He can’t drive home: he’s Brahms and Liszt!

 

[Warning: obscenities ahead …]

Marking Glossophilia’s 100th post, we’re celebrating the wonderful world of Cockney rhyming slang.

This clever and often amusing form of speech started in the East End of London, probably in the mid-19th century (although there are references to a specific Cockney dialect dating back to the 17th century, when regional folk traditions first began to be recorded).  The OED‘s first recorded use of Cockney language is dated 1776. It’s difficult to establish exactly how, when and why it originated – partly because it was spoken by street-traders, costermongers and working-class Londoners, but not written and recorded by scholars and academics. The slightly convoluted ‘code’ or system of the rhyming slang, which is explained below, makes the lingo difficult to understand by non-users, and there are various interesting theories about whether it evolved by accident or design, and from whom its originators sought to keep their communications secret. Some suggest that it was a language of thieves; others that it was used by traders to talk and collude with each other without customers or eavesdroppers being privy to their conversations. Perhaps the truth lies somewhere between the two: it could have been a way for shady tradesmen to conduct their dodgy businesses without the “Old Bill” cottoning on (London’s police force was established in 1829, at roughly the same time Cockney slang began to take root; the timing might not have been coincidental). Or the local slang might have had more innocent beginnings as fun market banter that helped maintain a sense of community.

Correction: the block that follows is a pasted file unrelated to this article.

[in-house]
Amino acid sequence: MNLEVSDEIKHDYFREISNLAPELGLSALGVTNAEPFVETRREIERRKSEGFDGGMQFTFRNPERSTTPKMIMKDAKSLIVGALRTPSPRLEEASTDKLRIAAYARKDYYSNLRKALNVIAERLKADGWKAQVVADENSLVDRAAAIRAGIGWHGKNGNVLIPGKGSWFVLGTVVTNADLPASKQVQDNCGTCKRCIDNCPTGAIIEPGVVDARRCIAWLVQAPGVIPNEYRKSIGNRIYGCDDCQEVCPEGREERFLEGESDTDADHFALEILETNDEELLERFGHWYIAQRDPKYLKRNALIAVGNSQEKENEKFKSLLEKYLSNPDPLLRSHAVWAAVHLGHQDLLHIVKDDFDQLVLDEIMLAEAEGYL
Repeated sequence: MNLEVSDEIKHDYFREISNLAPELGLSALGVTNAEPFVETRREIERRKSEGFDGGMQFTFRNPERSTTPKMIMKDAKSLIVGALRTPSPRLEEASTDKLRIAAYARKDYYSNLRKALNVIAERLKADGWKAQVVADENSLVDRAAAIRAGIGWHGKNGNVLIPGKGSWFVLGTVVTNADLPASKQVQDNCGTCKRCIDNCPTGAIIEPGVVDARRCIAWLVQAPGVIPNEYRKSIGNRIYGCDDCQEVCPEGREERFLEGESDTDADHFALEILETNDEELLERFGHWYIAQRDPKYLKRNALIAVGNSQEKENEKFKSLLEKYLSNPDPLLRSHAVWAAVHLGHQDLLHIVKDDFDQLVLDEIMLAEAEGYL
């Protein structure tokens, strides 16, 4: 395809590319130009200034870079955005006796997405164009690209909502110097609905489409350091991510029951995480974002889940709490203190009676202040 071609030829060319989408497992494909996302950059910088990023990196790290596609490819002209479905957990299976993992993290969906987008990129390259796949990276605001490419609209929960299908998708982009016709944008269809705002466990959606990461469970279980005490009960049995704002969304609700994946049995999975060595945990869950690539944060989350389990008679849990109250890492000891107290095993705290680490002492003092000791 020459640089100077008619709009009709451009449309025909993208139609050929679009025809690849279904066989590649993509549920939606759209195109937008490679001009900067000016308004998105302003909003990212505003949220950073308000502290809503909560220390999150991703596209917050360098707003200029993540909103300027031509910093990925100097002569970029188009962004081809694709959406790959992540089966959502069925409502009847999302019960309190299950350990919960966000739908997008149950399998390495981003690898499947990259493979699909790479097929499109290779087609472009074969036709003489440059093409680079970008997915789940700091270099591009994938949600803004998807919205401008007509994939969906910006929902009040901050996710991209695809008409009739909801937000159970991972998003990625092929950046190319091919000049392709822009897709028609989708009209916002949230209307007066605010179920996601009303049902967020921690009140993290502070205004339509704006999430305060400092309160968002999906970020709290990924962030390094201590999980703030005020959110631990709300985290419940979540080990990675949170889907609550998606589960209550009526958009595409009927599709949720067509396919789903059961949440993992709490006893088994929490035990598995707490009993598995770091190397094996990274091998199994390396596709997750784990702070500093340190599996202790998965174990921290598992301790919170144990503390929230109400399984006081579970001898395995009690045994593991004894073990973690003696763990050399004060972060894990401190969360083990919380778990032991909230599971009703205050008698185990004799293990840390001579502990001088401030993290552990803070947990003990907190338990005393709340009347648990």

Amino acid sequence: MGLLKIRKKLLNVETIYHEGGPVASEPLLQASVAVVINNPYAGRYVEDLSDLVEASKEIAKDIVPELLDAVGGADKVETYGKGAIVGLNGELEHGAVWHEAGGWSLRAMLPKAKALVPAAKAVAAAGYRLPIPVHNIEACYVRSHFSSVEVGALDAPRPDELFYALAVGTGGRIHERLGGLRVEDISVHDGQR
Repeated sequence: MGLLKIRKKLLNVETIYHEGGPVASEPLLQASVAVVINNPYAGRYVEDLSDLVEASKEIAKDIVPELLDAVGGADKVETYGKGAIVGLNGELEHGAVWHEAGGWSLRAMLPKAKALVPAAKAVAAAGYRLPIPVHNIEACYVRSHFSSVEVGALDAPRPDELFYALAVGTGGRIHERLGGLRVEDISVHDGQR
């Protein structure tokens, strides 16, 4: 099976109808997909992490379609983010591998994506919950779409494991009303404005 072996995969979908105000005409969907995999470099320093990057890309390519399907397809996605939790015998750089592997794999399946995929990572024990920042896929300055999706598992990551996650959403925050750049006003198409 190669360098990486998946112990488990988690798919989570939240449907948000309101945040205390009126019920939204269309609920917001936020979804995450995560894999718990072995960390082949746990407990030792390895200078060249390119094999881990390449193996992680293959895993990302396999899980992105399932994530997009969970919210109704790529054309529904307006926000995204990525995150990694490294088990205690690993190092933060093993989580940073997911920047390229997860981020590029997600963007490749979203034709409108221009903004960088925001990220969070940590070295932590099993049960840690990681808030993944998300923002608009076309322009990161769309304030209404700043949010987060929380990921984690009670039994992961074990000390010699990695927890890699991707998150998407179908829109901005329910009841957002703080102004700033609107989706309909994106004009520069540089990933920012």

Here’s how it works: A common word (usually a noun) is replaced with a phrase of two or three words that rhymes with it, and then the rhyming part of that phrase is (usually) taken away, leaving the non-rhyming word to serve as the slang. The omission of the rhyming word is what makes this Cockney slang so hard for outsiders to decipher. Let’s take an example that’s still in common usage: butchers is slang for look. The phrase “butcher’s hook” rhymes with look, then hook is removed. Hence a Londoner will say “I’ll take a butchers” when he’s going to take a look. Another popular one is trouble, slang for wife (“trouble and strife”...).

Cockney rhyming slang is alive and well today. Fans of British TV will hear it in many programs set in London – eg. Steptoe and Son, Mind Your Language, The Sweeney, Minder, Citizen Smith, and Only Fools and Horses. And it’s rife in EastEnders, a soap opera following the lives of people who live and work in Albert Square, a fictional market square in London’s East End. Cockney slang continues to evolve – often incorporating words and names that are relevant to the time, including contemporary celebrities and personalities. For example, “Tony Blairs” is the modern rhyming slang for “flares” (as in wide-bottomed pants or trousers), but it used to be “Lionel Blairs” (Lionel Blair was a well-known actor/TV presenter in the ’60s, ’70s and ’80s). A few words and phrases have been absorbed into more widespread English usage. To scarper (to flee, go, or run away) is understood widely as a British colloquialism; it comes from Scapa Flow = Go (Scapa Flow is a body of water in the Scottish Orkney Islands). As Wikipedia explains: “The use of rhyming slang has spread beyond the purely dialectal and some examples are to be found in the mainstream British English lexicon and internationally, although many users may be unaware of the origin of those words. One example is “berk”, a mild pejorative widely used across the UK and not usually considered particularly offensive, although the origin lies in a contraction of “Berkeley Hunt”,  as the rhyme for the significantly more offensive “cunt”. ”